If you cannot find the map or it’s all in Japanese, ask the station employee. The fare listed next to your destination’s station is what you should select on the screen of your booth.

If you have to switch lines, select transfer ticket then enter the line you want to transfer to, and the station. It may be a little intimidating at first, but these ticket machines are very user-friendly.

Japanese Subway Etiquette

Japanese subways are famous for their cleanliness. And every passenger is expected to help keep it that way. Here are five basic rules to follow while riding the train in Japan. Remember to abide by these rules as you’re riding buses and Shinkansen as well.

  1. The most important rule is to not talk on the phone. If you have to talk on the phone, keep the conversation very quiet and under a minute.
  2. When using your phone, make sure it is set to silent. If using headphones, make sure your neighbor can’t hear your music.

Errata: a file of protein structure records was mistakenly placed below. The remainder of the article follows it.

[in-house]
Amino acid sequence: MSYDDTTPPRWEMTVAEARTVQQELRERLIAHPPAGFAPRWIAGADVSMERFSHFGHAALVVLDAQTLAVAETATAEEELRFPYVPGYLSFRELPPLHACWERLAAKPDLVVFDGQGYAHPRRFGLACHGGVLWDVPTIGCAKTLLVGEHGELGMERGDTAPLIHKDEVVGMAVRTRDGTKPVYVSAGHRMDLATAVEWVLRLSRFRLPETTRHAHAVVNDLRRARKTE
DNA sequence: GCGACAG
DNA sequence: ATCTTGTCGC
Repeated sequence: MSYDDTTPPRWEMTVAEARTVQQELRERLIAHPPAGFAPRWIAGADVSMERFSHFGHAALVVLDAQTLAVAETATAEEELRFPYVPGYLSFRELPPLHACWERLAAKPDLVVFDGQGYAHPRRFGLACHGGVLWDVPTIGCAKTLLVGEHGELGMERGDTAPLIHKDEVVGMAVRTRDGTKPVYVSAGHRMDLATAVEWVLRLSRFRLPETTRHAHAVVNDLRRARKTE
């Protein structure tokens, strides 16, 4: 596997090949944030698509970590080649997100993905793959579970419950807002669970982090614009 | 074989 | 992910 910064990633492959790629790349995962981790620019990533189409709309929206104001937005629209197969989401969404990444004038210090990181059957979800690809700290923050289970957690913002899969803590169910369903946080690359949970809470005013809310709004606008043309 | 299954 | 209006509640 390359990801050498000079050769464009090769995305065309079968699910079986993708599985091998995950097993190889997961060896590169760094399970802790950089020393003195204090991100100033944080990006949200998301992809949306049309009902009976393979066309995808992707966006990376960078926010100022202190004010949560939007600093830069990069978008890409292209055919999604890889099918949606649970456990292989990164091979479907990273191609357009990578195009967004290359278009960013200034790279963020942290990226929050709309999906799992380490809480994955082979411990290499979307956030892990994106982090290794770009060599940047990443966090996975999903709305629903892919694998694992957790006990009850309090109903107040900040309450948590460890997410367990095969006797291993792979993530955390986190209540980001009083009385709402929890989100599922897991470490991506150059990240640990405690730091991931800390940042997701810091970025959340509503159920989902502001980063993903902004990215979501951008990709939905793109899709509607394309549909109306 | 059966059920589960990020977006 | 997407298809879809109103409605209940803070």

3. In general, don’t eat on subways or busses. Drinking is perfectly fine, but eating is prohibited to keep the trains clean.
  4. If you have a large piece of luggage, make sure it’s in front of you if you’re sitting down. Or right next to you if you’re standing. To avoid hitting people, take off your backpack and either hold it in front of you or put it on an overhead rack.
  5. Always let people exit the subway before you enter. When waiting for the subway, make sure to queue on the lines painted on the ground and wait to either side of the door as people are getting off. This ensures passengers get-on and-off as quickly as possible.
High Speed Train in Japan. Tokyo Travel Checklist.
A trip on the high-speed train is a must for Japan. Photo Credit: Catherine Parker

Japan’s High Speed Train

A ride on a Shinkansen is a must for any trip to Japan when visiting places outside of Tokyo.The JR Group operates the shinkansen and is divided geographically into six different passenger lines.

JR East
JR Central
JR West
JR Hokkaido
JR Shikoku
JR Kyushu

Riding the Shinkansen is different than a subway train. Keep these tips in mind to ensure a stress-free ride for yourself and passengers around you.